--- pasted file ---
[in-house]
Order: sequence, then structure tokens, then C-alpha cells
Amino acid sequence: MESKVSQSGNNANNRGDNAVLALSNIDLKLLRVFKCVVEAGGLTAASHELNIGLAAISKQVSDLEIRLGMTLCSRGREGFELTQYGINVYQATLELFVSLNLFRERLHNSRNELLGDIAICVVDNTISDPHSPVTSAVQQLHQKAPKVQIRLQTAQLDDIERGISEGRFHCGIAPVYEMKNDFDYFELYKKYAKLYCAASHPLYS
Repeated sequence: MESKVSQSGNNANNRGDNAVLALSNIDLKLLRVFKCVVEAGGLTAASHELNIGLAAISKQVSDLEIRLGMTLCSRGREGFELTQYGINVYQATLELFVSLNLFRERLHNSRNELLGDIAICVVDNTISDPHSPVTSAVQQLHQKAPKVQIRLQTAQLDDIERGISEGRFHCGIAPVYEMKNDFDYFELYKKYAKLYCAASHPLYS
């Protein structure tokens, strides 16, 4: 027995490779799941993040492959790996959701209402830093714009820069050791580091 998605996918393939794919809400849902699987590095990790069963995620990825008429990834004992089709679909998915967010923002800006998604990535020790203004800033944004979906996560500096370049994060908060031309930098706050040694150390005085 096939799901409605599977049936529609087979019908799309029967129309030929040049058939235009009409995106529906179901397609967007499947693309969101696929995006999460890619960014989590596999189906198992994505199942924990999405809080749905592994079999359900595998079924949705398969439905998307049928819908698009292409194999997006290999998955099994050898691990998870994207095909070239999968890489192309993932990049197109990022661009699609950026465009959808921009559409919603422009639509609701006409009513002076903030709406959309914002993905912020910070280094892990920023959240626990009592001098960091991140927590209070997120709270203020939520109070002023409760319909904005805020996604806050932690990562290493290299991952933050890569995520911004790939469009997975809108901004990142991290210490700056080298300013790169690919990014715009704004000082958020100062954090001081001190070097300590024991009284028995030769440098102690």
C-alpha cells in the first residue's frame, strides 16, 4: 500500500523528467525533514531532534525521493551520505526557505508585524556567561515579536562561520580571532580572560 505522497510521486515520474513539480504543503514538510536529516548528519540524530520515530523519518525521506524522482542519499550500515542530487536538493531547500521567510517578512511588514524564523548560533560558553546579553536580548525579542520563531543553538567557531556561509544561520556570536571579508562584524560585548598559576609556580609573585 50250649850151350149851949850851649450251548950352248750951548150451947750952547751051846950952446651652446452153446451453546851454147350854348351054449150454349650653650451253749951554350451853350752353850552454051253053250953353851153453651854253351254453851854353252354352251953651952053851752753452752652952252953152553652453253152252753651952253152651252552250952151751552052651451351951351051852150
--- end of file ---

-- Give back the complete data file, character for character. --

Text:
[in-house]
Order: sequence, then structure tokens, then C-alpha cells
Amino acid sequence: MESKVSQSGNNANNRGDNAVLALSNIDLKLLRVFKCVVEAGGLTAASHELNIGLAAISKQVSDLEIRLGMTLCSRGREGFELTQYGINVYQATLELFVSLNLFRERLHNSRNELLGDIAICVVDNTISDPHSPVTSAVQQLHQKAPKVQIRLQTAQLDDIERGISEGRFHCGIAPVYEMKNDFDYFELYKKYAKLYCAASHPLYS
Repeated sequence: MESKVSQSGNNANNRGDNAVLALSNIDLKLLRVFKCVVEAGGLTAASHELNIGLAAISKQVSDLEIRLGMTLCSRGREGFELTQYGINVYQATLELFVSLNLFRERLHNSRNELLGDIAICVVDNTISDPHSPVTSAVQQLHQKAPKVQIRLQTAQLDDIERGISEGRFHCGIAPVYEMKNDFDYFELYKKYAKLYCAASHPLYS
């Protein structure tokens, strides 16, 4: 027995490779799941993040492959790996959701209402830093714009820069050791580091 998605996918393939794919809400849902699987590095990790069963995620990825008429990834004992089709679909998915967010923002800006998604990535020790203004800033944004979906996560500096370049994060908060031309930098706050040694150390005085 096939799901409605599977049936529609087979019908799309029967129309030929040049058939235009009409995106529906179901397609967007499947693309969101696929995006999460890619960014989590596999189906198992994505199942924990999405809080749905592994079999359900595998079924949705398969439905998307049928819908698009292409194999997006290999998955099994050898691990998870994207095909070239999968890489192309993932990049197109990022661009699609950026465009959808921009559409919603422009639509609701006409009513002076903030709406959309914002993905912020910070280094892990920023959240626990009592001098960091991140927590209070997120709270203020939520109070002023409760319909904005805020996604806050932690990562290493290299991952933050890569995520911004790939469009997975809108901004990142991290210490700056080298300013790169690919990014715009704004000082958020100062954090001081001190070097300590024991009284028995030769440098102690």
C-alpha cells in the first residue's frame, strides 16, 4: 500500500523528467525533514531532534525521493551520505526557505508585524556567561515579536562561520580571532580572560 505522497510521486515520474513539480504543503514538510536529516548528519540524530520515530523519518525521506524522482542519499550500515542530487536538493531547500521567510517578512511588514524564523548560533560558553546579553536580548525579542520563531543553538567557531556561509544561520556570536571579508562584524560585548598559576609556580609573585 50250649850151350149851949850851649450251548950352248750951548150451947750952547751051846950952446651652446452153446451453546851454147350854348351054449150454349650653650451253749951554350451853350752353850552454051253053250953353851153453651854253351254453851854353252354352251953651952053851752753452752652952252953152553652453253152252753651952253152651252552250952151751552052651451351951351051852150